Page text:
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Your Favorite SEO Analogies

By Aaron Wall
Expert Author
Article Date: 2008-07-30

I try to teach my mom SEO stuff from time to time, and often do so through the use of analogies. Some analogies perhaps oversimplify the SEO process, but are good for helping get the basic concepts across.

On Page Content
  • fish and a fishing pole - when explaining how text heavy sites often outrank thin ecommerce sites, I like to call searchers fish and each word on the page an additional fishing pole in the water. This is really powerful when used in combination with analytics data, showing her the hundreds of phrases that people searched for to find a given page on her site...helping her see the long tail as schools of fish. :)

  • Don't Make Me Think - people scan more than they read. Large blocks of text are imposing. People are more likely to read well formatted content that uses many headings, subheadings, and inline links. Expect people to ignore your global navigation, and do whatever you ask them to do (via inline links).
Site Structure
  • Broadway Street in Manhattan - used to describe the value of descriptive .com domain names, and when describing what top search engine rankings are worth.

  • a pyramid - when explaining how some phrases are more competitive than others, and how to structure a site.

  • chapters of a book - used to describe the importance of focused page titles, and how to structure a website.
Link Reputation
  • search engines follow people - helps explain why new sites tend to not rank well, and how links are seen as votes.

  • roads and highways - used to describe PageRank and why some votes count more than others.

  • multiple audiences - used to describe why many types of content are needed to address different audiences, and the importance of creating content that is loved by buyers, linkers, and search engines.

  • rising tide lifts all boats - used to describe how links to one part of your website help other pages on your website rank better

  • pet rocks & overpriced dolls - describing how perception becomes reality when describing cumulative advantage, and how some poor quality sites are popular while better content remains hidden
Pay Per Click
  • instant market feedback - describing how it can be cheaper to test and learn than it is to theorize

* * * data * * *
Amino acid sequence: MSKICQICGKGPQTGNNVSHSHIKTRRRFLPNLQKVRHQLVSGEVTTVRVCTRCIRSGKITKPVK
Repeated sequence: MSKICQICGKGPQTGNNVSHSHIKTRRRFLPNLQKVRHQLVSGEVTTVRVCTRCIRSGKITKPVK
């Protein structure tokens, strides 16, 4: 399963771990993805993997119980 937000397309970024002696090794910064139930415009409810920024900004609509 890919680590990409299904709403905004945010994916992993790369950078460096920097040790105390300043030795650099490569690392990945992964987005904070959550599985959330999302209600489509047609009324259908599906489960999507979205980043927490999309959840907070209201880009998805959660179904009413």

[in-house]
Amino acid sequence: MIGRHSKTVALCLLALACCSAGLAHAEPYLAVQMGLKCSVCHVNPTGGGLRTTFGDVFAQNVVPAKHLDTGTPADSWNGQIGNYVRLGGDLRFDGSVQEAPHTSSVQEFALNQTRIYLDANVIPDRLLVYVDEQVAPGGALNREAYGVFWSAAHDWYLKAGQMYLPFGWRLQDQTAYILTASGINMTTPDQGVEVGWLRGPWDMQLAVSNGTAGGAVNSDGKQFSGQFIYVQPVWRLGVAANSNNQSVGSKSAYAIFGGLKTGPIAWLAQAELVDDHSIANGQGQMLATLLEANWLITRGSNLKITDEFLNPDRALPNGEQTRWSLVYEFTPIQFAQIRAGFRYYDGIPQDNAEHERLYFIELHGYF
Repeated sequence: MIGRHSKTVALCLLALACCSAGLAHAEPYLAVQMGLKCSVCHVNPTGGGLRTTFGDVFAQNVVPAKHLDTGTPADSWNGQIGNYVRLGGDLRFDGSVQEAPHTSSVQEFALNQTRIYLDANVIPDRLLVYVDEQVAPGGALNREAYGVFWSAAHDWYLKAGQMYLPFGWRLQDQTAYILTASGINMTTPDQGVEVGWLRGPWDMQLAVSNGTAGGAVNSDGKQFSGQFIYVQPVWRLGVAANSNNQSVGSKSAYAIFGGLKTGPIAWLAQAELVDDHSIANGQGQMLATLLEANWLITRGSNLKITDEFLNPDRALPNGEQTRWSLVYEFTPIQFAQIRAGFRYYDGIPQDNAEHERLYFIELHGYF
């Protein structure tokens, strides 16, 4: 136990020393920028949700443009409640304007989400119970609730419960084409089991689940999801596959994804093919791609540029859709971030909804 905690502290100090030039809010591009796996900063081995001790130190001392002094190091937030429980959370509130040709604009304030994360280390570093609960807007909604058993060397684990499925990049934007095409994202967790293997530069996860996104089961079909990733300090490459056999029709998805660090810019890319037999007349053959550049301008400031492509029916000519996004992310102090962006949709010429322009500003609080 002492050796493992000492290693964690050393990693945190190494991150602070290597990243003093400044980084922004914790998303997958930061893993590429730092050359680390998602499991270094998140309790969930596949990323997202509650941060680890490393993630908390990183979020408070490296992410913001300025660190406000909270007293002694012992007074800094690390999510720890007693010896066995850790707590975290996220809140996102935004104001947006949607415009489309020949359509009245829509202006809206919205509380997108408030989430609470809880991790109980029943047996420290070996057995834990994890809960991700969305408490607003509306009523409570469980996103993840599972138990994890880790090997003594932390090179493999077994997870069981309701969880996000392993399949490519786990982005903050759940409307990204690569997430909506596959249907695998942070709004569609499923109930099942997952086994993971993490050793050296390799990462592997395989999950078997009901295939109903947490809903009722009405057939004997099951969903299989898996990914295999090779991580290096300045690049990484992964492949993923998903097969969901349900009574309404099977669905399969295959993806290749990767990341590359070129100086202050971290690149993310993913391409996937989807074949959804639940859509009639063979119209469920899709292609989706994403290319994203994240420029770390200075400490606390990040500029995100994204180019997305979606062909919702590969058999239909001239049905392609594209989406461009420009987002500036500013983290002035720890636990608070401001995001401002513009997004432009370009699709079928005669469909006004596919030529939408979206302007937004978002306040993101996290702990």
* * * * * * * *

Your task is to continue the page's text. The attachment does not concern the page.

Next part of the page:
• taxing irrelevancy - explaining how irrelevant ads are priced out of the marketplace.

  • users vote with clicks - if your ad does not get clicked on it costs way more or is not shown
Tracking Results
  • flying blind without autopilot - when explaining the importance of analytics, and how most businesses that do not track results stand a good chance of failing.

  • people are lazy - describing the power of defaults and how a #1 ranking gets way more traffic than a number 5 or number 10 ranking.
Google Relevancy
  • Trust is Important - cares deeply for user experience, unless they are paid enough to think otherwise.

  • The House Advantage - when explaining why YouTube and Knol pages rank better than they deserve to.

  • Link Authority is Important - explaining why garbage general made for AdSense sites like eHow clog up the search results when higher quality information is hidden.

  • Informational Bias - when explaining that Google's business model relies on people clicking paid ads for commercial sites, and why Wikipedia ranks for everything.
How do you describe SEO to people who are not deep into the field?


About the Author:
Aaron Wall is the author of SEO Book, a dynamic website offering marketing tips and coverage of the search space, free SEO videos, and free SEO tools. He is a regular conference speaker, partner in Clientside SEM, and publishes dozens of independent websites.

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